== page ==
Tuesday, September 01, 2009

Retail Clinics Save 32% vs. MDs & Urgent Care (81% vs. Emergency Depts.), With Higher Quality Care

US News Health Day -- Walk-in retail clinics staffed by nurse practitioners provide high-quality care for routine illnesses, a new study has found.

Writing in the Sept. 1 issue of the Annals of Internal Medicine, study author Dr. Ateev Mehrotra said that retail clinics -- which are typically staffed by nurse practitioners and found in drug stores and other retail chain stores such as Target and Wal-Mart -- provide a good standard of care for sore throat, ear infections and urinary tract infections. Mehrotra is an assistant professor at the University of Pittsburgh School of Medicine and a policy analyst at Rand Health.

"I'm interested in how we deliver new forms of health care," said Mehrotra, who compared data from retail clinics, doctors' offices, urgent care centers and hospital emergency departments. "There's been a lot of discussion about the quality and effectiveness of these clinics; I wanted to find out more. From the patients' perspective, their appeal is twofold. They're convenient and they provide significant cost savings."

Retail clinics have become increasingly widespread in recent years. One such operation is CVS's MinuteClinic, the focus of Mehrotra's research. MinuteClinic staffers treat minor illnesses and injuries, and provide vaccinations and various health and wellness services. Customers can walk in without an appointment, and the clinics are open seven days a week. Most visits take no more than 15 minutes, and costs vary from $30 to $110, according to the MinuteClinic Web site.

According to Mehrotra, one-third of Americans live within a 10-minute drive of a retail clinic, and more than 6,000 of these clinics are expected to open across the United States within five years. Surveys of patients who received care at retails clinics have been positive, he added.

From the results section of the full article:

Overall costs of care for episodes initiated at retail clinics were substantially lower than those of matched episodes initiated at physician offices, urgent care centers, and emergency departments ($110 vs. $166, $156, and $570, respectively. Aggregate quality scores were similar in retail clinics, physician offices, and urgent care centers (63.6%, 61.0%, and 62.6%).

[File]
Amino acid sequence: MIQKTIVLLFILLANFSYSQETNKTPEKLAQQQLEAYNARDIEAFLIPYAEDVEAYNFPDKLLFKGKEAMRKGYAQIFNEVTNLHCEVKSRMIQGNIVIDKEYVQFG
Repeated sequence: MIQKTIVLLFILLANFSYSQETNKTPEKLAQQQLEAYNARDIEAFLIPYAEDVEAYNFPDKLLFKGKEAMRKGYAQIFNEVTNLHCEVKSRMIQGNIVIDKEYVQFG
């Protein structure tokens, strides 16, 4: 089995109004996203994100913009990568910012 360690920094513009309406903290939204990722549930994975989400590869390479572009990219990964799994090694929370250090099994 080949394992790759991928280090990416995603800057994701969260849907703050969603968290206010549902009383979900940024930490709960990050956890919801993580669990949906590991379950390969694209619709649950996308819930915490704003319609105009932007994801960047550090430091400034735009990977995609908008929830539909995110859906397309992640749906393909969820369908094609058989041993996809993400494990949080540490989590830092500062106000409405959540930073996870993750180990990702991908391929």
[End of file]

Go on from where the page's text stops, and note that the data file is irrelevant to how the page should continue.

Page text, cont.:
MP: In other words, for some routine health care, retail clinic costs are 81% below emergency rooms, and about 32% below physician offices and urgent care centers, with slightly higher quality scores than physician offices and urgent care centers.

Could Obama and all members of Congress receive copies of this study?

Update from Time Magazine, "
Drive-Thru Medical: Retail Health Clinics' Good Marks":

There are roughly 1,000 clinics now operating in the U.S., offering acute care for such routine problems as throat infections and earaches as well as providing diabetes and cholesterol screenings, routine checkups and vaccinations. The fees are low — and conspicuously posted; nearly all of the clinics treat both the insured and uninsured, and there is little or no waiting time. With 50 million Americans lacking health insurance and family budgets collapsing under the weight of medical costs, what's not to like about the clinics?


At 9/01/2009 8:56 PM, Anonymous morganovich said...

there are many states in which an NP is banned from running a clinic without doctor supervision. astoundingly, there is legislation in several more to ban just this sort of clinic.

never let it be said the the AMA will not pull out all the stops to defend the doctor's guild.

personally, i have had fantastic experiences with NP's for all manner of basic care. strep throat, momo, etc. the nurse at my old boarding school has seen it all. she was as competent as she was unflappable.

the micro clinic is a great idea, and one kaiser is starting to push. with such clear results, the AMA will have a difficult time holding back the tide, but it won;t stop them from trying...


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